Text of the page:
DESCRIPTION (provided by applicant): Candidate: Dr. Shoemaker is a cardiac electrophysiologist with an advanced degree in patient-oriented research (Master of Science in Clinical Investigation). He joined faculty as a physician-scientist in July 2014 with plans to pursue a career studying the pharmacogenomics of cardiac arrhythmias. Dr. Shoemaker's shortterm goal is to understand the electrophysiologic (EP) mechanisms by which common genetic variants lead to atrial fibrillation (AF) and modulate clinical response to AF therapies. During the five years of this career development award, he plans to strengthen his understanding of clinical pharmacology and drug science, genetics, methods for quantitative trait analysis, and clinical trial design. Dr. Shoemaker's long-term goal is to establish a researc program focused on the development of personalized and pharmacogenomics-based approaches to AF therapy. The goal of his career development plan and complementary research proposal is to develop the skills and generate preliminary data to successfully compete for independent funding through R01 grant mechanisms.
Environment: As both the coordinating center of the NIH's Clinical and Translational Science Award (CTSA) program, and lead site for the Pharmacogenomics of Arrhythmia Therapy (PAT) node of the Pharmacogenomics Research Network (PGRN), Vanderbilt University is ideally suited to provide Dr. Shoemaker cross-training in clinical investigation and pharmacogenomics research methods. He has a well established mentorship team with combined expertise in the genetics of arrhythmias, pharmacogenomics, and clinical trial design and implementation. Dr. Dawood Darbar is a clinical electrophysiologist and established physician-scientist with national leadership recognition in the human genetics of AF, and Director of the Vanderbilt Arrhythmia Service. Dr. C. Michael Stein is a clinical trialist with expertise in cardiovascular pharmacogenomics and previously Assistant Dean for Clinical and Translational Research Scientist Development. Dr. Roden is Assistant Vice Chancellor for Personalized Medicine and serves as Principal Investigator for several large federally-funded projects focused on implementation of pharmacogenomics including the PAT node of the PGRN. All three mentors are committed to Dr. Shoemaker's career development and have a track record of successfully mentoring young investigators.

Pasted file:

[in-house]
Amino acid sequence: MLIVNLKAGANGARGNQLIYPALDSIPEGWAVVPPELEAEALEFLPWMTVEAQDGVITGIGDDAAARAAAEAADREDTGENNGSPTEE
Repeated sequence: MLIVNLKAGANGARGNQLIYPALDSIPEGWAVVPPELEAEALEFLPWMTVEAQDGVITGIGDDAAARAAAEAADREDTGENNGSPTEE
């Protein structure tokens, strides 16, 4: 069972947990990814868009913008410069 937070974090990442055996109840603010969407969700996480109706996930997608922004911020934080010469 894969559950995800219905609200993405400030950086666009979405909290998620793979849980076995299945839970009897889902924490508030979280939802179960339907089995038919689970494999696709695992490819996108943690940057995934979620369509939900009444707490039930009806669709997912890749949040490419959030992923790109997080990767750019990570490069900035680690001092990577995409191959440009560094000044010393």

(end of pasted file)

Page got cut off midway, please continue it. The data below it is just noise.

Research: We propose two Specific Aims that seek to define the EP mechanism(s) by which common genetic variants at the chromosome 4q25 locus contribute to AF susceptibility and modulate response to AF therapies. Phenotyping will be performed using standardized collection of intracardiac EP measurements in patients with AF undergoing ablation. The Specific Aims focus on single nucleotide polymorphisms (SNPs) at chromosome 4q25 that were identified by GWAS to be strongly associated with AF. They are suspected to be transcriptional regulators of a nearby gene, PITX2 (paired-like homeodomain transcription factor 2), which in transgenic mice has been found to regulate development of the pulmonary vein (PV) myocardial sleeve - a critical structure in AF pathogenesis, and result in pro-arrhythmic changes in atrial electrophysiology through adverse electrical and structural remodeling. While we have demonstrated that AF risk alleles at 4q25 predict an impaired clinical response to treatment with AF ablation and modulate response to antiarrhythmic drugs (AADs), the underlying mechanism(s) for these observations remains unknown. In Specific Aim 1, we seek to further our understanding of the effect of 4q25 risk allele carriers on PV myocardial sleeve size and changes in atrial refractoriness. These findings will not only advance our understanding of how 4q25 risk allele carriers respond to isolation of the PV myocardial sleeves (ablation) but also to specific AAD therapies, which mediate their effect by slowing either atrial repolarization or conduction velocity. In Specific Aim 2 we focus specifically on AF ablation by testing the hypothesis that 4q25 risk allele carriers who undergo AF ablation are more likely to have recurrence of atrial tachyarrhythias due to non-PV mediated AF sources. This finding would inform trials testing personalized AF ablation strategies based on 4q25 genotype. These Aims are designed to provide preliminary data for Dr. Shoemaker to propose future clinical trials investigating both personalization of AF ablation therapy and a pharmacogenomics-based approach to AAD therapy for this common and morbid condition.